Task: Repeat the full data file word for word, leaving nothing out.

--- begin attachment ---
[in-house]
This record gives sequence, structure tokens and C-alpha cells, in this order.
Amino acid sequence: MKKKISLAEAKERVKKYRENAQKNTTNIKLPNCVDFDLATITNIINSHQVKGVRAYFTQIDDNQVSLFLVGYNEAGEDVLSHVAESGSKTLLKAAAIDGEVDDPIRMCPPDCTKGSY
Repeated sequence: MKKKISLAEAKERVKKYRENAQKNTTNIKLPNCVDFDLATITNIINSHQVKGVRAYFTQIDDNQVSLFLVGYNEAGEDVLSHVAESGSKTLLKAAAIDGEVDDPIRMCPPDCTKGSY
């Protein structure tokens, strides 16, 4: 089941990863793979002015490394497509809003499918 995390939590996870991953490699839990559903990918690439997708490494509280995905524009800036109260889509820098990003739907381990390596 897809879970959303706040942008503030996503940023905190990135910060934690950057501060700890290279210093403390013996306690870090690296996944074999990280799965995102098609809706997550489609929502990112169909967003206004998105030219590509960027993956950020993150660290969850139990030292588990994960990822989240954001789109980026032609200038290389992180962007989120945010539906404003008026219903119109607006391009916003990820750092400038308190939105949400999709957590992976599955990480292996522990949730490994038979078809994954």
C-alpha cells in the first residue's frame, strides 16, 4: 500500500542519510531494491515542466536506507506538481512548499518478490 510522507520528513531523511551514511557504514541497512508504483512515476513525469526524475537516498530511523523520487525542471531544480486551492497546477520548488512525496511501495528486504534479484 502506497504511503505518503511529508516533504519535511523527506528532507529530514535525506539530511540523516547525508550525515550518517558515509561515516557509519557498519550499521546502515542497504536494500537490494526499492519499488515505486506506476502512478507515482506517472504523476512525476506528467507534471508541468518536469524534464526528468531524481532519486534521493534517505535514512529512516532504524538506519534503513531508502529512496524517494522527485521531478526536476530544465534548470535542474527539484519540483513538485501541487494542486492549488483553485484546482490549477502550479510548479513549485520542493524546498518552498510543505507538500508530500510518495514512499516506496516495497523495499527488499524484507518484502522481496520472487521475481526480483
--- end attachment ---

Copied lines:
[in-house]
This record gives sequence, structure tokens and C-alpha cells, in this order.
Amino acid sequence: MKKKISLAEAKERVKKYRENAQKNTTNIKLPNCVDFDLATITNIINSHQVKGVRAYFTQIDDNQVSLFLVGYNEAGEDVLSHVAESGSKTLLKAAAIDGEVDDPIRMCPPDCTKGSY
Repeated sequence: MKKKISLAEAKERVKKYRENAQKNTTNIKLPNCVDFDLATITNIINSHQVKGVRAYFTQIDDNQVSLFLVGYNEAGEDVLSHVAESGSKTLLKAAAIDGEVDDPIRMCPPDCTKGSY
């Protein structure tokens, strides 16, 4: 089941990863793979002015490394497509809003499918 995390939590996870991953490699839990559903990918690439997708490494509280995905524009800036109260889509820098990003739907381990390596 897809879970959303706040942008503030996503940023905190990135910060934690950057501060700890290279210093403390013996306690870090690296996944074999990280799965995102098609809706997550489609929502990112169909967003206004998105030219590509960027993956950020993150660290969850139990030292588990994960990822989240954001789109980026032609200038290389992180962007989120945010539906404003008026219903119109607006391009916003990820750092400038308190939105949400999709957590992976599955990480292996522990949730490994038979078809994954």
C-alpha cells in the first residue's frame, strides 16, 4: 500500500542519510531494491515542466536506507506538481512548499518478490 510522507520528513531523511551514511557504514541497512508504483512515476513525469526524475537516498530511523523520487525542471531544480486551492497546477520548488512525496511501495528486504534479484 502506497504511503505518503511529508516533504519535511523527506528532507529530514535525506539530511540523516547525508550525515550518517558515509561515516557509519557498519550499521546502515542497504536494500537490494526499492519499488515505486506506476502512478507515482506517472504523476512525476506528467507534471508541468518536469524534464526528468531524481532519486534521493534517505535514512529512516532504524538506519534503513531508502529512496524517494522527485521531478526536476530544465534548470535542474527539484519540483513538485501541487494542486492549488483553485484546482490549477502550479510548479513549485520542493524546498518552498510543505507538500508530500510518495514512499516506496516495497523495499527488499524484507518484502522481496520472487521475481526480483